It is a step of faith to commit to giving to God monthly through your tithes and offerings, but it is a step that God asks of us who believe in Him, who want to live our lives according to His spiritual principles. Tithe is a monthly budget category like any other essential expense; it’s our commitment to God which He has promised to bless. And those of us who have committed to live by this godly cornerstone principle have found it to be tried and true, a wise financial investment that we can’t afford to overlook.

Here are a few passages of Scripture that highlight the value of giving to God:

One gives freely, yet grows all the richer.[12]

Whoever sows bountifully will also reap bountifully.[13]

Each one must give as he has decided in his heart, not reluctantly or under compulsion, for God loves a cheerful giver.[14]

Give, and it will be given to you. … For with the measure you use it will be measured back to you.[15]

As Christians, we are responsible to use our finances in ways that glorify God. When you tithe, you are manifesting your obedience and faith by giving first to God. This is referred to as “firstfruits” in the Bible. Proverbs 3:9 says:

Honor the Lord with your wealth and with the firstfruits of all your produce.”

Sir John Templeton was one of the greatest investors of the 20th century, so he knew a thing or two about money and business. Here’s what he said:

I have observed 100,000 families over my years of investment counseling. I always saw greater prosperity and happiness among those families who tithed than among those who didn’t.”[16]

Tithing is a tangible demonstration that God takes priority in life, including financially, whether your pocketbook is doing well or poorly. There is also the matter of God’s blessings, which I have personally experienced in my life time and time again, as have countless other tithing Christians. But tithing isn’t a get-rich-quick scheme. It is a personal commitment between you and God that invites His blessing into your life, blessings which often come gradually yet undeniably. I encourage you to try tithing for a year and see if your finances aren’t better off by the end of your first year of tithing.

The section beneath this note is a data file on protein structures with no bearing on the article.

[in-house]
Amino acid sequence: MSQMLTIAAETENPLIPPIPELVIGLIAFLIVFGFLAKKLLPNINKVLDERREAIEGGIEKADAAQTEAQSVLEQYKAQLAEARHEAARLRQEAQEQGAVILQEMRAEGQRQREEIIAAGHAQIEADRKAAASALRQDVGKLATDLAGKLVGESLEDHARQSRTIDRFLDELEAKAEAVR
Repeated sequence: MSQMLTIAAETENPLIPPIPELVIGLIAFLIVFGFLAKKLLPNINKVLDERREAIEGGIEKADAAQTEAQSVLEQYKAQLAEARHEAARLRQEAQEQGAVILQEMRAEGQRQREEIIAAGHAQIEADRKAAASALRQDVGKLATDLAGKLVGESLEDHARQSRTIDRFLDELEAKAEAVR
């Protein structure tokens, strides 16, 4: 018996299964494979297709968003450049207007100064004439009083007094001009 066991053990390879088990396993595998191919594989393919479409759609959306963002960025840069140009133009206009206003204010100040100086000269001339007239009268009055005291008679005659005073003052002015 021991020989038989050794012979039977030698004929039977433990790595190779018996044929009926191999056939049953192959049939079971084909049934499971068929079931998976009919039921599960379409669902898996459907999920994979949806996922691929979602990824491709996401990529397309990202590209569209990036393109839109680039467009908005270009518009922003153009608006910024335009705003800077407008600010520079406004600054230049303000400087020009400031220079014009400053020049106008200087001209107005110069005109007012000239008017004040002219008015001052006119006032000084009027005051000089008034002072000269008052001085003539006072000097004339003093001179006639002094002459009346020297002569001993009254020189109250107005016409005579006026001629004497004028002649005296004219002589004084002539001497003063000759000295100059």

So, to review the five points in brief:

  1. Have a budget and stick to it.
  2. Spend less than you make.
  3. Avoid debt. Pay off debts.
  4. Save. Build an emergency fund.
  5. Give to God and others.

Most all of us have faced, or will face, times when we are in financial need. As Christians, we are blessed to be able to bring our needs, worries, and concerns to God. He wants us to rely on Him in every area of our lives, including for our financial needs. Yes, we have to do our part. And part of “doing our part” is bringing our financial needs to Him in prayer. We show our dependence on God by praying for finances, by claiming and asking Him to abundantly supply, by being specific in prayer. As His children, we know that He loves us. He cares for us, and He has promised to provide for us. That gives us great peace.

One of my favorite verses when it comes to finances is Matthew 6:33: “But seek first the kingdom of God and his righteousness, and all these things will be added to you.”

In closing, I want to recount a true story about an old gentleman. He lived in Texas in the early part of the 20th century, and grew wealthy from oil. He gave large sums to construct educational facilities and educate young Christians. He gave a great deal of money to his church and even sent his pastor to Europe to preach to the soldiers during the First World War. Then, in the stock market crash of 1929, the man lost his fortune.

One day, a friend who saw how humbly he was living—and remembered how wealthy he had once been—asked, “When you think about all the money you gave away, do you ever wish you had it back?” He didn’t hesitate. “Friend,” he said, “The only thing I have left is what I gave away.”[17]

As one of God’s children, it’s wonderful to know that everything that you have given to God throughout the years you will still have—forever, with interest. There could be no greater investment!

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[1] Psalm 20:4 NIV.

[2] 1 Timothy 6:10.

[3] Mint is one highly regarded online financial tracking and budgeting program, but there are many others.

[4] Zig Ziglar.

[5] Francine Huff, “How Do I Avoid the Urge to Spend?” Get Rich Slowly, September 9, 2010.

[6] Luke 12:15.

[7] See Luke 14:28 NKJV.

[8] Peter Clemens, “How to Build Self-Discipline,” Pick the Brain, July 29, 2008.

[9] If you are struggling with debt, there are books available that go into detail on how to get out of debt. Dave Ramsey has good counsel on this subject, to name just one source.

[10] Thomas J. Stanley, Ph.D., William D. Danko, Ph.D., The Millionaire Next Door (Longstreet Press: 1996).

[11] Richard Barrington, “Why and How Do I Need to Save for Emergencies?” Get Rich Slowly, September 9, 2010.

[12] Proverbs 11:24a.

[13] 2 Corinthians 9:6b.

[14] 2 Corinthians 9:7.

[15] Luke 6:38.

[17] Joe McKeever, “Lots of reasons to tithe (and a few reasons not to),” Baptist Press, July 11, 2003.